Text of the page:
Rushville, N. Y. - Rebecca, wife of Albert Blodgett, died at her home one mile east of this village Saturday evening, Sept. 3d, aged 55 years. The cause of her death was a sudden stroke of cerebral apoplexy which came at about 10 o'clock a.m. of the same day. This sudden removal from the cares of earth to the joys of our heavenly home of one so greatly loved and respected by a large circle of friends, casts a shadow of sorrow over the entire community. All are earnest in expressions of sympathy for the bereaved husband and children. The funeral was largely attended at the residence on Tuesday. 

From Ontario County Times 7 September 1887

Rushville, N. Y. -
On Saturday last our community was shocked by the sudden death of Mrs. Albert Blodgett. About 9 a.m. of that day, while attending her usual household duties, she was suddenly stricken with what the medical fraternity term cerebral apoplexy. Her family at the time were away, Mr. Blodgett at Canandaigua, her daughter Carrie, at Rochester, her daughter-in-law, Mrs. J. H. Blodgett, at Dundee; and her sons, Henry and Miles, on the farm at work. No one but a girl that was helping her in her work and her aged and helpless mother was present. She was not able to speak a word after she was taken and she died about 11 o'clock p.m., aged 55 years. Mrs. Blodgett was an affectionate and indulgent wife and mother, a kind neighbor and a true friend. The community sustains a great loss. The funeral is to be held from the family residence September 6, at 10 o'clock a.m.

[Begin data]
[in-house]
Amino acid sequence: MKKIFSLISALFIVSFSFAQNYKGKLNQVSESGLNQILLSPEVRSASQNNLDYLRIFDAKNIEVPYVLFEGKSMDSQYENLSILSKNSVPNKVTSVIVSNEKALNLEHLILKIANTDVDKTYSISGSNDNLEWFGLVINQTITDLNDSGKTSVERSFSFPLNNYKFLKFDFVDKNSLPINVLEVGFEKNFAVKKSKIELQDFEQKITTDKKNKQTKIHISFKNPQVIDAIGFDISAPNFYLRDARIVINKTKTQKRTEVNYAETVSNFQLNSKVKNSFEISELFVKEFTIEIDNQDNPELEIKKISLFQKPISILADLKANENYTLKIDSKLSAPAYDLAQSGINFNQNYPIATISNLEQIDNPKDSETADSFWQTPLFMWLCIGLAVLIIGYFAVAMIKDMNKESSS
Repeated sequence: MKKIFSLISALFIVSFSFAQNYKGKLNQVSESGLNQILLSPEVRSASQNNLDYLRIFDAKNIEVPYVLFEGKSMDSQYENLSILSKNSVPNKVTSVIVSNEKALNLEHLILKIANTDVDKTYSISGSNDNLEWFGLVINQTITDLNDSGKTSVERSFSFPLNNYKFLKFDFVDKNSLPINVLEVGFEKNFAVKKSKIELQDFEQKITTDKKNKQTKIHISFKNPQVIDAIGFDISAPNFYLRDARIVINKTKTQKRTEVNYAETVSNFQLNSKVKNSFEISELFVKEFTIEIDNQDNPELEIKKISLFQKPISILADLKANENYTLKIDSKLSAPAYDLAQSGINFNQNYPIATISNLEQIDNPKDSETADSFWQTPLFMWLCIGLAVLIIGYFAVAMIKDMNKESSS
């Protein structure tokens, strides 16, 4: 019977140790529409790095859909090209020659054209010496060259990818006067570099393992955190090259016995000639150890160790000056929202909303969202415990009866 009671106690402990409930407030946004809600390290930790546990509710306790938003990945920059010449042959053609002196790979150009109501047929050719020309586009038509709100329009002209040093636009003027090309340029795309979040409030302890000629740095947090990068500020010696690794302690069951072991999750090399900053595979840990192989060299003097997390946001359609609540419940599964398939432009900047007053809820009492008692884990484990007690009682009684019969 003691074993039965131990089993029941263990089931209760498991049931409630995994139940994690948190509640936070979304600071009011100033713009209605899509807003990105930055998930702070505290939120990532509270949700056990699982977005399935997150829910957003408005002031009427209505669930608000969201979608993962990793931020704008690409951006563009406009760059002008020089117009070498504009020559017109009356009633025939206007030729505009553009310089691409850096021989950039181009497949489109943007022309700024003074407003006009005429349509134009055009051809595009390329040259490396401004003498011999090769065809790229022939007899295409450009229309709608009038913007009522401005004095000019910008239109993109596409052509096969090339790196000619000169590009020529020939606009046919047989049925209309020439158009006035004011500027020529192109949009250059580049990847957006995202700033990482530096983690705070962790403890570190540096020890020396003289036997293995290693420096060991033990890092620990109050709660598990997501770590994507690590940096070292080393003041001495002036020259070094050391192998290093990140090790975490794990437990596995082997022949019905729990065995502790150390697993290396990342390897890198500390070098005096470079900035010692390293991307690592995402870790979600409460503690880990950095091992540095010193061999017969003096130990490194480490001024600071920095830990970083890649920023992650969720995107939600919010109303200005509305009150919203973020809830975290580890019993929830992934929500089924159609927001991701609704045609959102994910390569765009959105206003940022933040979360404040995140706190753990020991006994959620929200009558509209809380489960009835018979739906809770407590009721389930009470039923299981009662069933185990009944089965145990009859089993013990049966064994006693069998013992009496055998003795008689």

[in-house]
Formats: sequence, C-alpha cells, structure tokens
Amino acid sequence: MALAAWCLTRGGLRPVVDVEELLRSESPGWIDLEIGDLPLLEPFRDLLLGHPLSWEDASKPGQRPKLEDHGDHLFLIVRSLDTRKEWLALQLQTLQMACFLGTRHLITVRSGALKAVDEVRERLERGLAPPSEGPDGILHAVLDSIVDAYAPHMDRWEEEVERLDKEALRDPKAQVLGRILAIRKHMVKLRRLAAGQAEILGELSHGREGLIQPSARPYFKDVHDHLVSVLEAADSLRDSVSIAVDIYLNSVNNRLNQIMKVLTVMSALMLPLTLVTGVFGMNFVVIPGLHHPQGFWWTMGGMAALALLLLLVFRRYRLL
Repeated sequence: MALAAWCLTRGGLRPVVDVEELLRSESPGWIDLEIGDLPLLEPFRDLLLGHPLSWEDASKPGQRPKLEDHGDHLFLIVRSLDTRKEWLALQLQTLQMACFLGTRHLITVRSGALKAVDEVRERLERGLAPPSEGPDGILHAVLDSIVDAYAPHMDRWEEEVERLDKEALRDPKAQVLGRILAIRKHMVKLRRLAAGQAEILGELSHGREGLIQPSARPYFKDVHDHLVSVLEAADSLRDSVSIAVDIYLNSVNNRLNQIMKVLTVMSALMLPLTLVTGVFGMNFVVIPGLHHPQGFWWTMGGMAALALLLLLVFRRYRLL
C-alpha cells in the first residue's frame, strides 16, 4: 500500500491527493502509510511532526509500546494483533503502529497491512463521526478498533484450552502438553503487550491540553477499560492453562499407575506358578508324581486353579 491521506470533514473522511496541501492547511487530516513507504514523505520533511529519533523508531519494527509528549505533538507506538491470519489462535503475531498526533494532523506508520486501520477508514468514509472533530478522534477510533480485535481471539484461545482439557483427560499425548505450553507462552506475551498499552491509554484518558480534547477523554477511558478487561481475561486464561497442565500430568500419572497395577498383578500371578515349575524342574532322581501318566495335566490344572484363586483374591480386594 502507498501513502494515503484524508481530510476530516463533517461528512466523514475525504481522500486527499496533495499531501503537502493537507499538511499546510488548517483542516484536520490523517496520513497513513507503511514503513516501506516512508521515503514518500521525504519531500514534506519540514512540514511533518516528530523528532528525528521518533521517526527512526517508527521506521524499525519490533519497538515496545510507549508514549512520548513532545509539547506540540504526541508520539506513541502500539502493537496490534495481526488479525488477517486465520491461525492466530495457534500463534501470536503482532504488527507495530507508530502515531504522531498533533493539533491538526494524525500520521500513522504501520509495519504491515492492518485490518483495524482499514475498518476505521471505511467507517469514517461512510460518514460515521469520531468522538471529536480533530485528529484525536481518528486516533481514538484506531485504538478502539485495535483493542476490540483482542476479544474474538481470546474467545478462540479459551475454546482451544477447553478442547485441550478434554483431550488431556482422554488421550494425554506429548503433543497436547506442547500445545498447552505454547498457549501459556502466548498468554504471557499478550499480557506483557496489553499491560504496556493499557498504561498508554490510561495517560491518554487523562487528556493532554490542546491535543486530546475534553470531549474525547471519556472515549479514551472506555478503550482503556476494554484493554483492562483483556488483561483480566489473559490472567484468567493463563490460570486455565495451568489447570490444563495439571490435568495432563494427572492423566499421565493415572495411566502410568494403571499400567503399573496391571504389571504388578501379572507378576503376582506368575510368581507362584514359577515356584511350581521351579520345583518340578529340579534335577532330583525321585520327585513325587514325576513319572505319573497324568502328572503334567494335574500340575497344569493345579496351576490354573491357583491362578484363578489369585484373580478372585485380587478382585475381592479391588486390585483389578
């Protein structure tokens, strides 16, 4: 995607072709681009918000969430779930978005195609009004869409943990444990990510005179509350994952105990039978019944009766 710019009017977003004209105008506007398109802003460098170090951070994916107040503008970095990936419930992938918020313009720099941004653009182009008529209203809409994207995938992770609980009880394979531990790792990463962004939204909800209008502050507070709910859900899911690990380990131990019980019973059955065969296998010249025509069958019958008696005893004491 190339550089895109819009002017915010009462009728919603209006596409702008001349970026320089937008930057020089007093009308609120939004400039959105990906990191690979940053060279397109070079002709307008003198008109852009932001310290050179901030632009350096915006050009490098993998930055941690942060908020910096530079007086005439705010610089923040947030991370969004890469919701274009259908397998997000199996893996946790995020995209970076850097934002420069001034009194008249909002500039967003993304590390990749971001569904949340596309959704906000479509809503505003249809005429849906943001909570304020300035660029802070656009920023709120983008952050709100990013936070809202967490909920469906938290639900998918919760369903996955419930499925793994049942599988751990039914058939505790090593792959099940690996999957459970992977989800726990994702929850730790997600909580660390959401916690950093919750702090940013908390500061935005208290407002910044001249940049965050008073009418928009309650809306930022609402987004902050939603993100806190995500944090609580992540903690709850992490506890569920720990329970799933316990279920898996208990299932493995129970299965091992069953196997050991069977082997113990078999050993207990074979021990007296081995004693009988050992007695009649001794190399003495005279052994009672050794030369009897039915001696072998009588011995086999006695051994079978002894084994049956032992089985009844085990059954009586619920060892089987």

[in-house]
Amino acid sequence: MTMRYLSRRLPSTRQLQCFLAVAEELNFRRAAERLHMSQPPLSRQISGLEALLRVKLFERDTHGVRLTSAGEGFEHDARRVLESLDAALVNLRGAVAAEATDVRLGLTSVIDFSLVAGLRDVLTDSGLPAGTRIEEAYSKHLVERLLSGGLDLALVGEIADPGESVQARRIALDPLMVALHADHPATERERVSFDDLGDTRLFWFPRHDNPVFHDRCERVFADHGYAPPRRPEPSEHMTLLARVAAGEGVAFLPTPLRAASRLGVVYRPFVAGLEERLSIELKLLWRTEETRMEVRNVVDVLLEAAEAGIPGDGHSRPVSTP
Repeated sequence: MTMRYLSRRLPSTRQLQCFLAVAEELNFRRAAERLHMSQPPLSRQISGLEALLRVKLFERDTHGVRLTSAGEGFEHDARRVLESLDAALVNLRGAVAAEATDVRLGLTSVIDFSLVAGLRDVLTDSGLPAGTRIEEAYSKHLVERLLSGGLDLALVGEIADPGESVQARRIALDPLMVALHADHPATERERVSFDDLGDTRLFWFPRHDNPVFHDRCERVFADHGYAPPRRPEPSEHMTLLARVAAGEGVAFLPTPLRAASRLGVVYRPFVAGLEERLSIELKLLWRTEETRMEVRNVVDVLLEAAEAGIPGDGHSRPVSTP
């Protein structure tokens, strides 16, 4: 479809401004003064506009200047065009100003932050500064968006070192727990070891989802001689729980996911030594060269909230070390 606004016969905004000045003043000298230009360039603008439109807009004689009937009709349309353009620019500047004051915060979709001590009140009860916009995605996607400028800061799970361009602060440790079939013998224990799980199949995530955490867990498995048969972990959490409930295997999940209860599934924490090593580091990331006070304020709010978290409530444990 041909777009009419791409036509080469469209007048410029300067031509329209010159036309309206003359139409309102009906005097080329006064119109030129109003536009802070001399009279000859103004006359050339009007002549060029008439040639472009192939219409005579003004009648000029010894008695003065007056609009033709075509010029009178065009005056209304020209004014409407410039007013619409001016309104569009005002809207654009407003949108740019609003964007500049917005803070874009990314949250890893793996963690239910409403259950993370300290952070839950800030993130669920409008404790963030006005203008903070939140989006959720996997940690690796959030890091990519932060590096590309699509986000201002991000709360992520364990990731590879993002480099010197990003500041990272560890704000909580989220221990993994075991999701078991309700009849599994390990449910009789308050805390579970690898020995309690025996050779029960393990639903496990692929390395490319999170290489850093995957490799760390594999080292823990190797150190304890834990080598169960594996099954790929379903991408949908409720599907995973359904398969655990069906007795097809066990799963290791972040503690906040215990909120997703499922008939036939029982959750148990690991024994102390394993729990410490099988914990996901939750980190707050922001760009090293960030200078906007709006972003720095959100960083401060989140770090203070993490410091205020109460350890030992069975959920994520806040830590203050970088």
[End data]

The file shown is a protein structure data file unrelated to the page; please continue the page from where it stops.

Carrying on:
From Ontario County Chronicle 29 July 1903

Rushville, N. Y. -
Died, at his residence in this village Sunday, July 19, T. M. Blodgett, aged 81 years. Funeral services were held at the late residence Tuesday at 2 p.m., Rev. Edwin Hazeltine of the Congregational church officiating. Interment in the village cemetery. Mr. Blodgett leaves a widow and two children, George, who lives on the farm near this village, and Mrs. R. A. Mather, who resides in Canandaigua.

From Geneva Daily Times 7 August 1907

Winthrop H. Blodgett, aged 73 years, died this morning at 4 o'clock at his late residence about four miles east of this city on the Waterloo road. Mr. Blodgett lived in this section of the country his entire life. He was employed as clerk by the J. W. Smith Dry Goods Company for about 35 years. For the past five years he has lived a retired life. No near relatives survive him. Burial Glenwood Cemetery.

From Geneva Daily Times 18 February 1907